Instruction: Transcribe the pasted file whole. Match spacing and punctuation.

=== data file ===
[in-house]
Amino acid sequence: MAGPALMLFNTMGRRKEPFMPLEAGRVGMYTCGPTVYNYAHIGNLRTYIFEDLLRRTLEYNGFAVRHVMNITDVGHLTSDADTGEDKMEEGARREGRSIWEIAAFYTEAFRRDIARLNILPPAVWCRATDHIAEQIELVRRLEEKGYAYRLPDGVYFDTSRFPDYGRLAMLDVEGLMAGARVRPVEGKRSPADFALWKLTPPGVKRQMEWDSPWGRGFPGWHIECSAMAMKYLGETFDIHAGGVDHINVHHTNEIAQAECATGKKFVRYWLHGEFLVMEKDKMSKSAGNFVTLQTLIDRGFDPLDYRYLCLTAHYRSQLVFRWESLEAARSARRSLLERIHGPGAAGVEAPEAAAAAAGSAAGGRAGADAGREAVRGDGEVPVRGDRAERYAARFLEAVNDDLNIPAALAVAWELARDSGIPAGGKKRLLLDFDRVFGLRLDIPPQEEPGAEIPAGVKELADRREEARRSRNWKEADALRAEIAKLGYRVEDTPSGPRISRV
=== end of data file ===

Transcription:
[in-house]
Amino acid sequence: MAGPALMLFNTMGRRKEPFMPLEAGRVGMYTCGPTVYNYAHIGNLRTYIFEDLLRRTLEYNGFAVRHVMNITDVGHLTSDADTGEDKMEEGARREGRSIWEIAAFYTEAFRRDIARLNILPPAVWCRATDHIAEQIELVRRLEEKGYAYRLPDGVYFDTSRFPDYGRLAMLDVEGLMAGARVRPVEGKRSPADFALWKLTPPGVKRQMEWDSPWGRGFPGWHIECSAMAMKYLGETFDIHAGGVDHINVHHTNEIAQAECATGKKFVRYWLHGEFLVMEKDKMSKSAGNFVTLQTLIDRGFDPLDYRYLCLTAHYRSQLVFRWESLEAARSARRSLLERIHGPGAAGVEAPEAAAAAAGSAAGGRAGADAGREAVRGDGEVPVRGDRAERYAARFLEAVNDDLNIPAALAVAWELARDSGIPAGGKKRLLLDFDRVFGLRLDIPPQEEPGAEIPAGVKELADRREEARRSRNWKEADALRAEIAKLGYRVEDTPSGPRISRV